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Tensions Mount Over EU Bailout of Greece

World News Desk

Tensions Mount Over EU Bailout of Greece

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Thousands of Greeks took to the streets of Athens to protest Germany-led bailout terms with Europe. The riots—which have included citizens throwing Molotov cocktails and police responding with rubber bullets and tear gas—are the most evident outward signs of discontentment since the deal was signed on July 10.

While the bailout package gives bankruptcy-threatened Greece 86 billion euros ($93 billion), which is a significant cut to the nation’s 320 billion euro ($347 billion) debt, the strings attached have not sat well with Greek citizens. The deal requires Athens to hand over 50 billion euros ($54 billion) in public assets, as well as cut pensions, increase taxes, and slash government spending.

Citizens across the European Union have also voiced their disapproval, with much of it aimed against Berlin’s hardline stance in the bailout negations. Since the deal, anti-austerity protests have erupted in Germany, the United Kingdom, and Belgium, among other nations.

In addition, a leading advocate for European integration, Jurgen Habermas, accused German Chancellor Angela Merkel of administering an “act of punishment” and expressed that Germany “unashamedly revealed itself as Europe’s chief disciplinarian and for the first time openly made a claim for German hegemony in Europe” (Business Insider).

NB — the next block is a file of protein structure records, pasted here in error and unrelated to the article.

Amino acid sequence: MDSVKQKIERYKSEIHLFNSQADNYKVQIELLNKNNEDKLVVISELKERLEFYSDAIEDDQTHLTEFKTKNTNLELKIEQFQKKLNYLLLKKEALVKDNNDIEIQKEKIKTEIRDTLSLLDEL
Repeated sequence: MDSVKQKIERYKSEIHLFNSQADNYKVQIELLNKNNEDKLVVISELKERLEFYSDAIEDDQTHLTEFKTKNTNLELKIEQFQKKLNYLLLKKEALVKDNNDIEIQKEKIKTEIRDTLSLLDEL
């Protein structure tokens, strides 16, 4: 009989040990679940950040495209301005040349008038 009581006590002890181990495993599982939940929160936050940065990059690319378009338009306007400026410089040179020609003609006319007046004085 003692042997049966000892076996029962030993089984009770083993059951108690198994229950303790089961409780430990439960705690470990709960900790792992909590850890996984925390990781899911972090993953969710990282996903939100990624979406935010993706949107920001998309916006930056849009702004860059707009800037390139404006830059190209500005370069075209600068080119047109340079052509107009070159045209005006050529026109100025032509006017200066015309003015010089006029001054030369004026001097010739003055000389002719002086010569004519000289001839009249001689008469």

An opinion-editorial piece in The Guardian stated: “A eurozone nakedly dominated by one state, Germany, enforcing destructive austerity on its vassals with such brutality, can have no enduring legitimacy.”

The news outlet also suggested an inevitable Grexit (Greece’s exit from the eurozone and possibly the European Union) and questioned whether “Greece will be forced out of the euro, or leave of its own accord.”

Even the International Monetary Fund has concerns about the deal. BBC reported that the IMF “said Greece’s public debt was now ‘highly unsustainable’ and urged debt relief on a scale ‘well beyond what has been under consideration to date.’”

The idea of uniting the disparate peoples, languages and cultures of Europe has been fraught with difficulty since the power bloc’s infancy following World War II. Yet history shows the continent has overcome these obstacles many times before.

To learn what it takes to truly unite Europe, read The Real Truth article Five Traits Needed to Lead Europe.


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